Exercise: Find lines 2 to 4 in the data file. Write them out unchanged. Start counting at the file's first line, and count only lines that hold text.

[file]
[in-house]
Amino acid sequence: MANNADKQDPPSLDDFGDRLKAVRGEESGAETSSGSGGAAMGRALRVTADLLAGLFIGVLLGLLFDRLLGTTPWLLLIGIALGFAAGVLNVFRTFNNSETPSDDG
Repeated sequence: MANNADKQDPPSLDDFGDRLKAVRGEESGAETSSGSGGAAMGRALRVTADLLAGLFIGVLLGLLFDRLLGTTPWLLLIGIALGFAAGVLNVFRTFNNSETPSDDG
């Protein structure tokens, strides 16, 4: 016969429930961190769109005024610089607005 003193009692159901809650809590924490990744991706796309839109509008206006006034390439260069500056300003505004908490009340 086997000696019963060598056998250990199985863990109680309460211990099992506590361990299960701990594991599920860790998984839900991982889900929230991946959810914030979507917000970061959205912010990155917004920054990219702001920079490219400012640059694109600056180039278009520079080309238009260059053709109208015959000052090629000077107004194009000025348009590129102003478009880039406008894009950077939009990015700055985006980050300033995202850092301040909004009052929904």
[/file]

Amino acid sequence: MANNADKQDPPSLDDFGDRLKAVRGEESGAETSSGSGGAAMGRALRVTADLLAGLFIGVLLGLLFDRLLGTTPWLLLIGIALGFAAGVLNVFRTFNNSETPSDDG
Repeated sequence: MANNADKQDPPSLDDFGDRLKAVRGEESGAETSSGSGGAAMGRALRVTADLLAGLFIGVLLGLLFDRLLGTTPWLLLIGIALGFAAGVLNVFRTFNNSETPSDDG
């Protein structure tokens, strides 16, 4: 016969429930961190769109005024610089607005 003193009692159901809650809590924490990744991706796309839109509008206006006034390439260069500056300003505004908490009340 086997000696019963060598056998250990199985863990109680309460211990099992506590361990299960701990594991599920860790998984839900991982889900929230991946959810914030979507917000970061959205912010990155917004920054990219702001920079490219400012640059694109600056180039278009520079080309238009260059053709109208015959000052090629000077107004194009000025348009590129102003478009880039406008894009950077939009990015700055985006980050300033995202850092301040909004009052929904």